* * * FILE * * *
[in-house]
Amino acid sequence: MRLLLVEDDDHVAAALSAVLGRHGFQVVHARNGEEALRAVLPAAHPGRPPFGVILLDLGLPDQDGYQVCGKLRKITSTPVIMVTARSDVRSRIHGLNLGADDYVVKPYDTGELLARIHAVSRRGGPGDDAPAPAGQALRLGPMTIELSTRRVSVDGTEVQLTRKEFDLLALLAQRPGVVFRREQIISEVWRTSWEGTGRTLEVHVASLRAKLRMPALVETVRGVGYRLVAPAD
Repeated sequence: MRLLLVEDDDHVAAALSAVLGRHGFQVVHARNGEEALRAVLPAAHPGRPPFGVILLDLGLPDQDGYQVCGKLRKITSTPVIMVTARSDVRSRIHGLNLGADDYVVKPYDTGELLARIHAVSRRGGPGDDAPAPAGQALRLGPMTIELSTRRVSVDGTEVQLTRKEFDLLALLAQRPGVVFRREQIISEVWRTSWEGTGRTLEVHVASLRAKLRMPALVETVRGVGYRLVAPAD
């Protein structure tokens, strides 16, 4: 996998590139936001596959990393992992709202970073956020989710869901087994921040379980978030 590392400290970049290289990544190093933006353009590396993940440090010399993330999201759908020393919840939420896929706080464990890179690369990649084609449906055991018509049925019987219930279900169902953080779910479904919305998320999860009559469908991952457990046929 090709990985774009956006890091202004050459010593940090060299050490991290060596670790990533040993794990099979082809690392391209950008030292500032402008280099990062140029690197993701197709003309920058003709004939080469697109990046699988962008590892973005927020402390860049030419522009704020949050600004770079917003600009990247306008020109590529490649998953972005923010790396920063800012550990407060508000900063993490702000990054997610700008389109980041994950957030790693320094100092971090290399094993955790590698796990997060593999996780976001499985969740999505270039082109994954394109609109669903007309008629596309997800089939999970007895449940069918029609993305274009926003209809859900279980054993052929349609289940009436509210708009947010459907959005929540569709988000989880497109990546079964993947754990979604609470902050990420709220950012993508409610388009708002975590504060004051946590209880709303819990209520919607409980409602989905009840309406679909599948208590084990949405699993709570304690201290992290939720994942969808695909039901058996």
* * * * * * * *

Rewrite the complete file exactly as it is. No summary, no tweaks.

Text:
[in-house]
Amino acid sequence: MRLLLVEDDDHVAAALSAVLGRHGFQVVHARNGEEALRAVLPAAHPGRPPFGVILLDLGLPDQDGYQVCGKLRKITSTPVIMVTARSDVRSRIHGLNLGADDYVVKPYDTGELLARIHAVSRRGGPGDDAPAPAGQALRLGPMTIELSTRRVSVDGTEVQLTRKEFDLLALLAQRPGVVFRREQIISEVWRTSWEGTGRTLEVHVASLRAKLRMPALVETVRGVGYRLVAPAD
Repeated sequence: MRLLLVEDDDHVAAALSAVLGRHGFQVVHARNGEEALRAVLPAAHPGRPPFGVILLDLGLPDQDGYQVCGKLRKITSTPVIMVTARSDVRSRIHGLNLGADDYVVKPYDTGELLARIHAVSRRGGPGDDAPAPAGQALRLGPMTIELSTRRVSVDGTEVQLTRKEFDLLALLAQRPGVVFRREQIISEVWRTSWEGTGRTLEVHVASLRAKLRMPALVETVRGVGYRLVAPAD
């Protein structure tokens, strides 16, 4: 996998590139936001596959990393992992709202970073956020989710869901087994921040379980978030 590392400290970049290289990544190093933006353009590396993940440090010399993330999201759908020393919840939420896929706080464990890179690369990649084609449906055991018509049925019987219930279900169902953080779910479904919305998320999860009559469908991952457990046929 090709990985774009956006890091202004050459010593940090060299050490991290060596670790990533040993794990099979082809690392391209950008030292500032402008280099990062140029690197993701197709003309920058003709004939080469697109990046699988962008590892973005927020402390860049030419522009704020949050600004770079917003600009990247306008020109590529490649998953972005923010790396920063800012550990407060508000900063993490702000990054997610700008389109980041994950957030790693320094100092971090290399094993955790590698796990997060593999996780976001499985969740999505270039082109994954394109609109669903007309008629596309997800089939999970007895449940069918029609993305274009926003209809859900279980054993052929349609289940009436509210708009947010459907959005929540569709988000989880497109990546079964993947754990979604609470902050990420709220950012993508409610388009708002975590504060004051946590209880709303819990209520919607409980409602989905009840309406679909599948208590084990949405699993709570304690201290992290939720994942969808695909039901058996």